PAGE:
Language-Integrated Query (LINQ) is a set of features introduced in Visual Studio 2008 that extends powerful query capabilities to the language syntax of C# and Visual Basic. LINQ introduces standard, easily-learned patterns for querying and updating data, and the technology can be extended to support potentially any kind of data store. Visual Studio includes LINQ provider assemblies that enable the use of LINQ with .NET Framework collections, SQL Server databases, ADO.NET Datasets, and XML documents.


Basically, LINQ allows us to perform queries against sequences of data. A query may result in a new collection, or a single (scalar) value: e.g. Min, Count. (It is also possible using LINQ to modify the collection itself.)

LINQ can query any collection implementing IEnumerable<>: arrays, any collection, XML DOM, or remote data sources. A string also implements IEnumerable<>, it is a collection of characters:

How to: Query for Characters in a String (LINQ) :MSDN

although LINQ is not usually necessary with a string: there are many string methods, or Regex, available.

There are a few versions of LINQ:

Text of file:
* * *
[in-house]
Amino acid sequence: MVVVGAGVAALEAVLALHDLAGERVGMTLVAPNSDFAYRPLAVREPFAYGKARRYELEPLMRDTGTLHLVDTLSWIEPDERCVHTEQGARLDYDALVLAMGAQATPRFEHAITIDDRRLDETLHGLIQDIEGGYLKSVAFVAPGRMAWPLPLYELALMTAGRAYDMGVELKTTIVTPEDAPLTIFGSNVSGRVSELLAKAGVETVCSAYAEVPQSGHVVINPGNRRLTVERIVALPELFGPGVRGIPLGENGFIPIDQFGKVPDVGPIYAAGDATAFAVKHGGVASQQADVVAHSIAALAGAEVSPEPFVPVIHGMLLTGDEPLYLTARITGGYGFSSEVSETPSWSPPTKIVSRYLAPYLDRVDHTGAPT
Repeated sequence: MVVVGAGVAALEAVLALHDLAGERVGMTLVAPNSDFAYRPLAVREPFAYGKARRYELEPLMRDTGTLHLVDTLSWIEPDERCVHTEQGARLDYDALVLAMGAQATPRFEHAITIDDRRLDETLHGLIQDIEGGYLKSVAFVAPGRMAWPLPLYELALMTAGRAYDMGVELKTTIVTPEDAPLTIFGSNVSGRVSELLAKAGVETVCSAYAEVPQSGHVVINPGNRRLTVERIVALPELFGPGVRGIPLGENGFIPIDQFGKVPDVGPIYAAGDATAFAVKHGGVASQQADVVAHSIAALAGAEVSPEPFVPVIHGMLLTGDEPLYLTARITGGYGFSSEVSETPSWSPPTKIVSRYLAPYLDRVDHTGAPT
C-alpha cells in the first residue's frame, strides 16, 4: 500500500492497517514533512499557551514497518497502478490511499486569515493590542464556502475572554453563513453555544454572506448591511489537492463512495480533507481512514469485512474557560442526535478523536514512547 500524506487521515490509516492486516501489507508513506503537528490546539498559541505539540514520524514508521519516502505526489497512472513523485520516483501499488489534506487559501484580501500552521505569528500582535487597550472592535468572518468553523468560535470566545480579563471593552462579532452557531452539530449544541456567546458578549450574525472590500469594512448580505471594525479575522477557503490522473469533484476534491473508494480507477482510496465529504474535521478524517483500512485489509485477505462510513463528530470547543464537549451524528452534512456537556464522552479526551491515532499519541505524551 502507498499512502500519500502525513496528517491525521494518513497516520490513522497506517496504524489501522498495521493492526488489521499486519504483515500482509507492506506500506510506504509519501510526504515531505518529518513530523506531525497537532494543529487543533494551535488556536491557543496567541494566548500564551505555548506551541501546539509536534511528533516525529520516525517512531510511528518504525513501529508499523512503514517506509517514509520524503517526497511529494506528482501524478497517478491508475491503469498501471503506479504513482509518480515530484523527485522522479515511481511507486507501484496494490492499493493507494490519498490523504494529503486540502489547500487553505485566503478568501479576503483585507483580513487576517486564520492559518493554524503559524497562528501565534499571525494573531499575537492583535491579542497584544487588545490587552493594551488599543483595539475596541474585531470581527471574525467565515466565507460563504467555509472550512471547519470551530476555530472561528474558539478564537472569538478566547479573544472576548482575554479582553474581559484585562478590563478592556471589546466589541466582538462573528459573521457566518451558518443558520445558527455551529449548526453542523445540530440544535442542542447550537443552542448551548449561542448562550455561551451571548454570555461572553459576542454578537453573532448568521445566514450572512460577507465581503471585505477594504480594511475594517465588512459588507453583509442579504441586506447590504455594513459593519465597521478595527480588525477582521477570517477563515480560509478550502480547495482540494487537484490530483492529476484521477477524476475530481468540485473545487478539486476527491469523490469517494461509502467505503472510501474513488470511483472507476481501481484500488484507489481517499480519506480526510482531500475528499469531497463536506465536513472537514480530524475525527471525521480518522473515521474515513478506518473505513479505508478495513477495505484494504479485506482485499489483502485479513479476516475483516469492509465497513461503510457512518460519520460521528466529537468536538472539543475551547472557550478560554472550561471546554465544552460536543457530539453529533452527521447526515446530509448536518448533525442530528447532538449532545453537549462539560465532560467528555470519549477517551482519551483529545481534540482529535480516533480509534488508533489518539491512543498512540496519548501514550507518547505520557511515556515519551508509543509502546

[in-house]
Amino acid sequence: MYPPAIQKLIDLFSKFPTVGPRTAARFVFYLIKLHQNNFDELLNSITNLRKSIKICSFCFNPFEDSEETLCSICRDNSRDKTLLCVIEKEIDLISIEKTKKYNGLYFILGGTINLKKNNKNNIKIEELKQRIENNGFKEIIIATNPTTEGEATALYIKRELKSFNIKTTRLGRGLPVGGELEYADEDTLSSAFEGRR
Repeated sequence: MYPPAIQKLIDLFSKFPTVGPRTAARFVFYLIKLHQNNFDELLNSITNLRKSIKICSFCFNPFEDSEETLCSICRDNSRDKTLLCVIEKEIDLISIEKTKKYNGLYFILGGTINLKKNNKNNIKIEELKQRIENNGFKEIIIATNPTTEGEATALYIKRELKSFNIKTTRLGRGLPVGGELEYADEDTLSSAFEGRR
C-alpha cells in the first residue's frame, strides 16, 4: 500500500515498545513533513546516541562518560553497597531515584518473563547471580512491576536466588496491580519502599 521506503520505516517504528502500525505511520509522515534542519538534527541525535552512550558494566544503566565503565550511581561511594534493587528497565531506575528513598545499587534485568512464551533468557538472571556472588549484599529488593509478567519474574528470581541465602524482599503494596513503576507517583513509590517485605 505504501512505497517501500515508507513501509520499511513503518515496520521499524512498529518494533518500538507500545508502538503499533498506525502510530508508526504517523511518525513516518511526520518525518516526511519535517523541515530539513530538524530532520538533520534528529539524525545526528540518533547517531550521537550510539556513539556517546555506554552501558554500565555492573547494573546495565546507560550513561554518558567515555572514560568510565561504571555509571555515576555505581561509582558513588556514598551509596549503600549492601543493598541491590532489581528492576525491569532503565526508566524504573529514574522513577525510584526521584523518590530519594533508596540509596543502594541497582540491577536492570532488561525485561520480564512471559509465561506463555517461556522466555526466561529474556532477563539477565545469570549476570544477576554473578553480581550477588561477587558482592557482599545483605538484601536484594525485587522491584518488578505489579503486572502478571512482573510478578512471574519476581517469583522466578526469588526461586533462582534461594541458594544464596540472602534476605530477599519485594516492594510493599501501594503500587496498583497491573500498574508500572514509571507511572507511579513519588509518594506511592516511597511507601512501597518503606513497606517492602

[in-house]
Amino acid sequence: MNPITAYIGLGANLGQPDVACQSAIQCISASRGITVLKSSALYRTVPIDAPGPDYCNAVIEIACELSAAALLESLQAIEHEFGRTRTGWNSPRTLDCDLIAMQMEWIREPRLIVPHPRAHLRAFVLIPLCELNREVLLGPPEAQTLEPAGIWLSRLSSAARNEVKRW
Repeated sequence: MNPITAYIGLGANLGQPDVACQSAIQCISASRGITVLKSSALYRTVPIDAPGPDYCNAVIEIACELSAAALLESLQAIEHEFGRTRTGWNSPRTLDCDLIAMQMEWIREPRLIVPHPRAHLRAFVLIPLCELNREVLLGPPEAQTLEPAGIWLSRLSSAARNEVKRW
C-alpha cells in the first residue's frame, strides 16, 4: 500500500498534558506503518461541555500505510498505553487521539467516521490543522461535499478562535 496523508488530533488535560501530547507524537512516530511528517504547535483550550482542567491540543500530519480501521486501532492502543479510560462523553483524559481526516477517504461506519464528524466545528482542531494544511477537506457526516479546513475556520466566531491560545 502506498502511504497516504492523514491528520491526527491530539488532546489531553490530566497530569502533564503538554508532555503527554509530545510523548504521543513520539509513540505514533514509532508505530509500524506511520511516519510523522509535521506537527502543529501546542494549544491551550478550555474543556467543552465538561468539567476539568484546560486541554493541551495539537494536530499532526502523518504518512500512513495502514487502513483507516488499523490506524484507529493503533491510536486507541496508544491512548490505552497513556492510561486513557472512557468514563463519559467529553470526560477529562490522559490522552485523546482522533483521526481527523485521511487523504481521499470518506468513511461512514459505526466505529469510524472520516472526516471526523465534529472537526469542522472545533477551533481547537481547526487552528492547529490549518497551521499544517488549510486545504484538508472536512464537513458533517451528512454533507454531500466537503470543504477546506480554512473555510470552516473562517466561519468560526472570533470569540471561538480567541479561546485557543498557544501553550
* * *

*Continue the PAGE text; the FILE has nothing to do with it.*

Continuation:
LINQ to Objects
LINQ to Entities
LINQ to SQL
LINQ to XML

We will be using LINQ to Objects, querying local objects/collections.

LINQ to Entities is for writing queries against the Entity Framework conceptual model.

LINQ to SQL is for querying relational data as objects. That is, instead of using unfamiliar SQL statements we can use C# LINQ syntax. SQL statements are strings and don't provide any intellisense (drop-down help), LINQ does.

LINQ to SQL is discouraged (by Microsoft) in favour of LINQ to Objects or LINQ to Entities. That is, instead of operating against data, a DAL (data access layer) should be created and queried. A DAL is an object model that represents the data-source. The Entity Framework provides this DAL as an ORM (object-relational map).

LINQ to XML

MSDN said:

LINQ to XML provides an in-memory XML programming interface that leverages the .NET Language-Integrated Query (LINQ) Framework.


Query Expression Syntax

Query Expression Syntax for Standard Query Operators :MSDN

Query expression syntax is more familiar for people who are comfortable with SQL statements:
    var people = from member in staff
                 where member.salary > 20000
                 select member;

    foreach (var person in people)
        Console.WriteLine(person.name + " " + person.salary.ToString("C0"));


These expressions are converted into calls to the Enumerable methods that we will be exploring.

Note that LINQ uses lazy evaluation; that is, 'people' in the above is not evaluated until enumerated in the foreach statement.

The expression syntax does not include syntax for all of the Enumerable methods, but you can generally use either. This SO topic highlights some differences.

It is also possible to mix expression and method (fluent) syntax:
    double peopleAvg = (from member in staff
                   where member.salary > 20000